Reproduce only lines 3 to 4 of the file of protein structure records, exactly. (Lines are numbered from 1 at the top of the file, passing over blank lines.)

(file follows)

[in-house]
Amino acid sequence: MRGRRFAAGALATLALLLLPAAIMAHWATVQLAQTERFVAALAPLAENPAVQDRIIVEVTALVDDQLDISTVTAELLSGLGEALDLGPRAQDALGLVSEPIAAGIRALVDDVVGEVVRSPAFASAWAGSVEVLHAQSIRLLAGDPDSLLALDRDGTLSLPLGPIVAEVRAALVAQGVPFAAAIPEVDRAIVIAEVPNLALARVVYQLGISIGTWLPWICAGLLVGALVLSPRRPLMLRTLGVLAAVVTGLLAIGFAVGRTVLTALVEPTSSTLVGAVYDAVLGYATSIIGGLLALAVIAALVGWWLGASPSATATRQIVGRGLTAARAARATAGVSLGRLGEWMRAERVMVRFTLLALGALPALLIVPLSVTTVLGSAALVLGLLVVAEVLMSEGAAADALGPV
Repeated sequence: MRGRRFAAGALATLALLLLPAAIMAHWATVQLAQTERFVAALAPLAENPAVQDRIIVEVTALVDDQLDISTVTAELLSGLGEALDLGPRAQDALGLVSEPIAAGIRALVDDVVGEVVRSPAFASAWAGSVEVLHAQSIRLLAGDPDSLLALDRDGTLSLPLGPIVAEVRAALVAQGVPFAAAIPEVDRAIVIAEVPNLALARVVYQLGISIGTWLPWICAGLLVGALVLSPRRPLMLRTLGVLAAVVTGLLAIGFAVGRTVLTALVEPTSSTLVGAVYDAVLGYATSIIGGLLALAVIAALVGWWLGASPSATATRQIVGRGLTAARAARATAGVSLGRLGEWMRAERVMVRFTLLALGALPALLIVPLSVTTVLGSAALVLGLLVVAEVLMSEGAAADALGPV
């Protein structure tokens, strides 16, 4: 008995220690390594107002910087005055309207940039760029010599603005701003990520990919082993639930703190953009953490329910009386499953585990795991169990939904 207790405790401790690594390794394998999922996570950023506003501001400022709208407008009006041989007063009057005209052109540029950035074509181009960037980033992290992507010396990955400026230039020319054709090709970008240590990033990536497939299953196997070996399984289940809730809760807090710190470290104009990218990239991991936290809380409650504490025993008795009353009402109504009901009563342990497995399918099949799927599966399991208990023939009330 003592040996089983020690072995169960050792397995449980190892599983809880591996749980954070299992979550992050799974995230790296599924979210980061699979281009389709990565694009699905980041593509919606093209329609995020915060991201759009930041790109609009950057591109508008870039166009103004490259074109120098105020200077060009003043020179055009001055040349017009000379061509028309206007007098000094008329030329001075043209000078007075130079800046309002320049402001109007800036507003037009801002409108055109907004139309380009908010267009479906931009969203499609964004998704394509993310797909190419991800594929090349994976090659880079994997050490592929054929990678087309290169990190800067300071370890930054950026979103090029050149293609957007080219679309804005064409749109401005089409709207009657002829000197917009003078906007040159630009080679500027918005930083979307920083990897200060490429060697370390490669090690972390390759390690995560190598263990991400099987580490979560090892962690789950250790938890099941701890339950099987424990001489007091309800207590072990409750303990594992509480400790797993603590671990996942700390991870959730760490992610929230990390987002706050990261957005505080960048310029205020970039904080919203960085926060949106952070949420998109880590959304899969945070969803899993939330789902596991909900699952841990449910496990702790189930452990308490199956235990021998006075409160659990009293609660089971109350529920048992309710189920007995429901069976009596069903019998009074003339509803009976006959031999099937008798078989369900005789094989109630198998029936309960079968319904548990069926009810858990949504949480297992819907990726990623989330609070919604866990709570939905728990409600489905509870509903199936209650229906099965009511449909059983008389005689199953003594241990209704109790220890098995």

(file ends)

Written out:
Repeated sequence: MRGRRFAAGALATLALLLLPAAIMAHWATVQLAQTERFVAALAPLAENPAVQDRIIVEVTALVDDQLDISTVTAELLSGLGEALDLGPRAQDALGLVSEPIAAGIRALVDDVVGEVVRSPAFASAWAGSVEVLHAQSIRLLAGDPDSLLALDRDGTLSLPLGPIVAEVRAALVAQGVPFAAAIPEVDRAIVIAEVPNLALARVVYQLGISIGTWLPWICAGLLVGALVLSPRRPLMLRTLGVLAAVVTGLLAIGFAVGRTVLTALVEPTSSTLVGAVYDAVLGYATSIIGGLLALAVIAALVGWWLGASPSATATRQIVGRGLTAARAARATAGVSLGRLGEWMRAERVMVRFTLLALGALPALLIVPLSVTTVLGSAALVLGLLVVAEVLMSEGAAADALGPV
């Protein structure tokens, strides 16, 4: 008995220690390594107002910087005055309207940039760029010599603005701003990520990919082993639930703190953009953490329910009386499953585990795991169990939904 207790405790401790690594390794394998999922996570950023506003501001400022709208407008009006041989007063009057005209052109540029950035074509181009960037980033992290992507010396990955400026230039020319054709090709970008240590990033990536497939299953196997070996399984289940809730809760807090710190470290104009990218990239991991936290809380409650504490025993008795009353009402109504009901009563342990497995399918099949799927599966399991208990023939009330 003592040996089983020690072995169960050792397995449980190892599983809880591996749980954070299992979550992050799974995230790296599924979210980061699979281009389709990565694009699905980041593509919606093209329609995020915060991201759009930041790109609009950057591109508008870039166009103004490259074109120098105020200077060009003043020179055009001055040349017009000379061509028309206007007098000094008329030329001075043209000078007075130079800046309002320049402001109007800036507003037009801002409108055109907004139309380009908010267009479906931009969203499609964004998704394509993310797909190419991800594929090349994976090659880079994997050490592929054929990678087309290169990190800067300071370890930054950026979103090029050149293609957007080219679309804005064409749109401005089409709207009657002829000197917009003078906007040159630009080679500027918005930083979307920083990897200060490429060697370390490669090690972390390759390690995560190598263990991400099987580490979560090892962690789950250790938890099941701890339950099987424990001489007091309800207590072990409750303990594992509480400790797993603590671990996942700390991870959730760490992610929230990390987002706050990261957005505080960048310029205020970039904080919203960085926060949106952070949420998109880590959304899969945070969803899993939330789902596991909900699952841990449910496990702790189930452990308490199956235990021998006075409160659990009293609660089971109350529920048992309710189920007995429901069976009596069903019998009074003339509803009976006959031999099937008798078989369900005789094989109630198998029936309960079968319904548990069926009810858990949504949480297992819907990726990623989330609070919604866990709570939905728990409600489905509870509903199936209650229906099965009511449909059983008389005689199953003594241990209704109790220890098995």